ACMA acting chairman Richard Bean told a telecommunications conference in Sydney last week that while everyone expected 5G to supplement, and probably replace existing standards like 4G over time, it was generally accepted that standardisation and harmonisation was still at the formative stage.
"(Everyone knows) that 5G is expected to deliver what is essentially a super-fast version of today’s mobile broadband networks, massive scale machine-to-machine communications necessary to support the Internet of Things, and ultra-reliable and low latency communications to support things like remote control of industrial or medical processes," Bean said.
"There are many, though, who will argue that, for cost or other reasons, 5G will not have a monopoly on IOT-related matters in particular."
"This is an important reason why a discussion of 5G is best placed in the context of the ACMA’s wider broadband strategy and work programme, which addresses the broader spectrum environment — of which 5G is just the latest part," he said.
Richard Bean: "...standardisation and harmonisation (for 5G) still at the formative stage."
While new draft laws would not alter the basic nature of spectrum planning or remove the need for a cogent mobile broadband strategy and work programme, "it should allow us to build on our legacy of technology neutrality, permitting us to be more flexible and even more responsive to new technology disruptors".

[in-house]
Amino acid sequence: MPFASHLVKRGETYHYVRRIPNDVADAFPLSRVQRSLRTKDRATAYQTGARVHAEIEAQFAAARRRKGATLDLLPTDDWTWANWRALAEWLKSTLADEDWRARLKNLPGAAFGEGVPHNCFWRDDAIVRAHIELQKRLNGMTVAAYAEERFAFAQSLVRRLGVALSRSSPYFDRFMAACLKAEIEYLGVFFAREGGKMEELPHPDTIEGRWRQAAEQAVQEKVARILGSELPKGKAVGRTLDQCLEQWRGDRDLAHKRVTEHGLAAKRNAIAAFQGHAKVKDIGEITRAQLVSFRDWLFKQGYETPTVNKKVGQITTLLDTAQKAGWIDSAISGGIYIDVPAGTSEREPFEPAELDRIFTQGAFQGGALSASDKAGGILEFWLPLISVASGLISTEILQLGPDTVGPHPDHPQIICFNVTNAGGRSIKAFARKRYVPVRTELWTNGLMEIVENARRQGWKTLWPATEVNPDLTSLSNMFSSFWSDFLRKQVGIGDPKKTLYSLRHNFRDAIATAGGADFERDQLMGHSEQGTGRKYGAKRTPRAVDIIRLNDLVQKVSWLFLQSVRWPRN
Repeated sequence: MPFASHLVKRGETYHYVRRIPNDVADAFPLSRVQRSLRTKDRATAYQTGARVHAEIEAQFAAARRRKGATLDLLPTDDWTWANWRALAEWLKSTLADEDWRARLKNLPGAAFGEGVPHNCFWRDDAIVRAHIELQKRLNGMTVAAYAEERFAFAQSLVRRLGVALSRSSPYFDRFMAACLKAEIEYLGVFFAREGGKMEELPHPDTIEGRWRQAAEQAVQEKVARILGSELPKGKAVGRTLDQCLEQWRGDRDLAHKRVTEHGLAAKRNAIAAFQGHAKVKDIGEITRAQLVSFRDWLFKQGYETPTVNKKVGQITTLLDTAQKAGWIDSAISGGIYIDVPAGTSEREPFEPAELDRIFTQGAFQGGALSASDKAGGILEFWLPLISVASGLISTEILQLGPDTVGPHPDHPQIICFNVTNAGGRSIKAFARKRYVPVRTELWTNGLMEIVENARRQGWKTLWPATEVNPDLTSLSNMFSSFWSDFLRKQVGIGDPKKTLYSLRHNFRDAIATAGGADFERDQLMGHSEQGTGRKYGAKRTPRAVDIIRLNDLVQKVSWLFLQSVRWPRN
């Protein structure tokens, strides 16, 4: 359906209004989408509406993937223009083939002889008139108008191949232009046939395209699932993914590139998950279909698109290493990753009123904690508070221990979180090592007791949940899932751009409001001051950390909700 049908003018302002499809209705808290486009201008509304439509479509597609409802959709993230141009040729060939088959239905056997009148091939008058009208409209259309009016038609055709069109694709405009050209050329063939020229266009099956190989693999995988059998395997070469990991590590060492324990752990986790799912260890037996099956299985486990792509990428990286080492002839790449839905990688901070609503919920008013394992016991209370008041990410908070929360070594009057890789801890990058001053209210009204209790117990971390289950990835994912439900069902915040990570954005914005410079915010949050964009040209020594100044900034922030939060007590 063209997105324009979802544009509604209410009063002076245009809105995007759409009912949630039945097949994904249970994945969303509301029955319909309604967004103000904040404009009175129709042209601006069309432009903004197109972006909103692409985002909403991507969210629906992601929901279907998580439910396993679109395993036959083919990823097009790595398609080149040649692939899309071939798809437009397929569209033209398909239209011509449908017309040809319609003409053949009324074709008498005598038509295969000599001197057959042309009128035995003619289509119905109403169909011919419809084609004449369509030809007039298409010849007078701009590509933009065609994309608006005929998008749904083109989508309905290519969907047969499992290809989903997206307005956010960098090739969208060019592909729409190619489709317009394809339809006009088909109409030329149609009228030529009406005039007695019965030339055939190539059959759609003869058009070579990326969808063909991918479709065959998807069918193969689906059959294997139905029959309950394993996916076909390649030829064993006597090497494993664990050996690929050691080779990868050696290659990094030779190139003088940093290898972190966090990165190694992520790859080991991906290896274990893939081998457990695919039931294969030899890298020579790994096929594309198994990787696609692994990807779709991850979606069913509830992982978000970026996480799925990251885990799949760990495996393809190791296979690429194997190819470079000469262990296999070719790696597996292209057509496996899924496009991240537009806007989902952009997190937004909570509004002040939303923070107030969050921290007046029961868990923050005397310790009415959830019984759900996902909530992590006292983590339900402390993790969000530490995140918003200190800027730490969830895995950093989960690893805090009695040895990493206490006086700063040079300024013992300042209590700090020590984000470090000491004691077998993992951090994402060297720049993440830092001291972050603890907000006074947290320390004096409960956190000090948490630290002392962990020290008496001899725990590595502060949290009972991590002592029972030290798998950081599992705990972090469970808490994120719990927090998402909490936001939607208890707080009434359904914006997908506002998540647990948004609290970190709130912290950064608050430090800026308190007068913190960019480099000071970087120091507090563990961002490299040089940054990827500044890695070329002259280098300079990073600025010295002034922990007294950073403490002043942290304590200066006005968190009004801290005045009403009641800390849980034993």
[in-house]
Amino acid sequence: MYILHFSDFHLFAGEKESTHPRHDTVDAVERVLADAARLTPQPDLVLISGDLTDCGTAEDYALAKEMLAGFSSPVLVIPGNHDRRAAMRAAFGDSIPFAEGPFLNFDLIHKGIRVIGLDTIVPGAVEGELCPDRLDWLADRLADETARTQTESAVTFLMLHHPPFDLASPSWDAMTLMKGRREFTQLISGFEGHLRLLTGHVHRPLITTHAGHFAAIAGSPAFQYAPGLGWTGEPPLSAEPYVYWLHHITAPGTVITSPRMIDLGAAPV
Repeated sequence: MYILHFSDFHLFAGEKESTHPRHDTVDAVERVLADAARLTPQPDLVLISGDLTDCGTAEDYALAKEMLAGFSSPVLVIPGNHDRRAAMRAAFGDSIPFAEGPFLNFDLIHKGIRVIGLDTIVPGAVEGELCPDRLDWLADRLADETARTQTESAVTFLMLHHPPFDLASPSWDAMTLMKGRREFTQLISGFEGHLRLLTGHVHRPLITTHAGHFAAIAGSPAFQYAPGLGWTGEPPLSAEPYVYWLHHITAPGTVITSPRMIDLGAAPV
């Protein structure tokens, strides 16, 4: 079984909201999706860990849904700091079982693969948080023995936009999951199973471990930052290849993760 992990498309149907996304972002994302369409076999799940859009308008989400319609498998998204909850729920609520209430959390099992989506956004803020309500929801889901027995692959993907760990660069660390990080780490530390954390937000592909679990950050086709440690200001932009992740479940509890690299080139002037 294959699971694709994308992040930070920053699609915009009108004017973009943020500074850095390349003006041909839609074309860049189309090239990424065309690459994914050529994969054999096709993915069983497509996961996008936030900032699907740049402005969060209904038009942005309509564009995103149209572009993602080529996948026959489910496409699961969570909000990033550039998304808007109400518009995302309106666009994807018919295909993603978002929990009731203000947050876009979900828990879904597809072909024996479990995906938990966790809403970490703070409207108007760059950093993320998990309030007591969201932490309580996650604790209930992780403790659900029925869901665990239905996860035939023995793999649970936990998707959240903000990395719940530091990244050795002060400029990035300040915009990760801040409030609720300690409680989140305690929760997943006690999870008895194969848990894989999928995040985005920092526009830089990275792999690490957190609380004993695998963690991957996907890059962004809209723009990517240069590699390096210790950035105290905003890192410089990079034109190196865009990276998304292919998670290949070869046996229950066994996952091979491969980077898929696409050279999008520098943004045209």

Bean said that while it seemed likely that 5G technologies would use many frequency bands that were already in use for mobile services, there was "demonstrable interest" in the 3.6GHz band and the "very high frequency ranges referred to as the ‘millimetre wave bands’ above 24GHz".
The weightiest task before the ACMA around 5G was the ongoing review of the 3.6GHz band between 3575 and 3700 MHz, Bean said, adding that this band was currently in use by major satellite stations and point-to-point fixed broadband services.
"This kind of situation is not new and, as is appropriate in these circumstances, the ACMA is undertaking a review to determine what, if any, changes to the band are appropriate," he said.
The review began towards the end of 2016 with a discussion paper which received 72 submissions; an options paper was issued in June and submissions are due by 4 August.
Bean said the ACMA had identified a preferred way of dealing with this. As part of mitigation, there would be an extended transition period of seven years for all incumbents and site-based, co-ordinated apparatus licensing arrangements for point-to-multipoint services in the 5610–5650 MHz band.
"Thirdly, we propose the establishment of long-term planning arrangements supporting the relocation of satellite earth stations from metropolitan areas," he added.
The full speech is here.
Photos: courtesy ACMA.